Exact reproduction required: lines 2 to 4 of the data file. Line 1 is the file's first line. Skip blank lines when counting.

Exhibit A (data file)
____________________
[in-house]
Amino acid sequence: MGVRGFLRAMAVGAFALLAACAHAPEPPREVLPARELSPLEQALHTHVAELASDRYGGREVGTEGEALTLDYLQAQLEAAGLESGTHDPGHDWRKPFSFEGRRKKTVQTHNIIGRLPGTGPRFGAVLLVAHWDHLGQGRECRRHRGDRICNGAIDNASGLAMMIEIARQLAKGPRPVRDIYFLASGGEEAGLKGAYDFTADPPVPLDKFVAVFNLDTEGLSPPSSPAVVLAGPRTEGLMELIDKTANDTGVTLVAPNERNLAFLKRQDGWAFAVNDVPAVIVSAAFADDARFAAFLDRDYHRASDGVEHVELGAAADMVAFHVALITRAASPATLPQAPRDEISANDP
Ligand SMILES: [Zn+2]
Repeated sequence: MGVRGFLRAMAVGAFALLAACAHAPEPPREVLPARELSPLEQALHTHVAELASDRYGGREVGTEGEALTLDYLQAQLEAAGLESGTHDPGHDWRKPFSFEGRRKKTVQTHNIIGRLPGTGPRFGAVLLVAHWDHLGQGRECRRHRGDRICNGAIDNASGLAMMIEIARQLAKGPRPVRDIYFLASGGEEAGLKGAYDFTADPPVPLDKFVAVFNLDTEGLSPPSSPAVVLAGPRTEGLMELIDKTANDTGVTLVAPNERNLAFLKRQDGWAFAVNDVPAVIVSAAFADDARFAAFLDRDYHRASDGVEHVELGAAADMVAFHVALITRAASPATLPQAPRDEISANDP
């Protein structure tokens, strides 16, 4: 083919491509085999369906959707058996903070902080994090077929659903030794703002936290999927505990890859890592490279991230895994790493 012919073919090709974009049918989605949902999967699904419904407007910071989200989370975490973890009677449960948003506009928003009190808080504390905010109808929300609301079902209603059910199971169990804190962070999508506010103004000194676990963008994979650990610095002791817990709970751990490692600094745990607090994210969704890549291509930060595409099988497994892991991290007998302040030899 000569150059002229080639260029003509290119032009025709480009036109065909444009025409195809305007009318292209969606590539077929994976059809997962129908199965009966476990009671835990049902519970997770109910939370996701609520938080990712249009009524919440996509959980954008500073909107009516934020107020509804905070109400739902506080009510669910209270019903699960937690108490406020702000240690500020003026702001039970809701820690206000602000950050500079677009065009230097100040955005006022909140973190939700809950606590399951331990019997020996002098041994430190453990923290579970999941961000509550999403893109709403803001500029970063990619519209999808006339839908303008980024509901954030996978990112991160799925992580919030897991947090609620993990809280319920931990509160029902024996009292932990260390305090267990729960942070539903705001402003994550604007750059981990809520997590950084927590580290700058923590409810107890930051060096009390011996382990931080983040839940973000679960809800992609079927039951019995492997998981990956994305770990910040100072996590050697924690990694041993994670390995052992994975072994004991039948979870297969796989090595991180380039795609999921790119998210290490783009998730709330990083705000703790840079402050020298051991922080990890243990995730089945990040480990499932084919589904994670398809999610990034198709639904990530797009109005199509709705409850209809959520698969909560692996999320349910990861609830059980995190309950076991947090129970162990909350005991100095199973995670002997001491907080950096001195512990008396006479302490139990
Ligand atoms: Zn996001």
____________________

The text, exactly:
Amino acid sequence: MGVRGFLRAMAVGAFALLAACAHAPEPPREVLPARELSPLEQALHTHVAELASDRYGGREVGTEGEALTLDYLQAQLEAAGLESGTHDPGHDWRKPFSFEGRRKKTVQTHNIIGRLPGTGPRFGAVLLVAHWDHLGQGRECRRHRGDRICNGAIDNASGLAMMIEIARQLAKGPRPVRDIYFLASGGEEAGLKGAYDFTADPPVPLDKFVAVFNLDTEGLSPPSSPAVVLAGPRTEGLMELIDKTANDTGVTLVAPNERNLAFLKRQDGWAFAVNDVPAVIVSAAFADDARFAAFLDRDYHRASDGVEHVELGAAADMVAFHVALITRAASPATLPQAPRDEISANDP
Ligand SMILES: [Zn+2]
Repeated sequence: MGVRGFLRAMAVGAFALLAACAHAPEPPREVLPARELSPLEQALHTHVAELASDRYGGREVGTEGEALTLDYLQAQLEAAGLESGTHDPGHDWRKPFSFEGRRKKTVQTHNIIGRLPGTGPRFGAVLLVAHWDHLGQGRECRRHRGDRICNGAIDNASGLAMMIEIARQLAKGPRPVRDIYFLASGGEEAGLKGAYDFTADPPVPLDKFVAVFNLDTEGLSPPSSPAVVLAGPRTEGLMELIDKTANDTGVTLVAPNERNLAFLKRQDGWAFAVNDVPAVIVSAAFADDARFAAFLDRDYHRASDGVEHVELGAAADMVAFHVALITRAASPATLPQAPRDEISANDP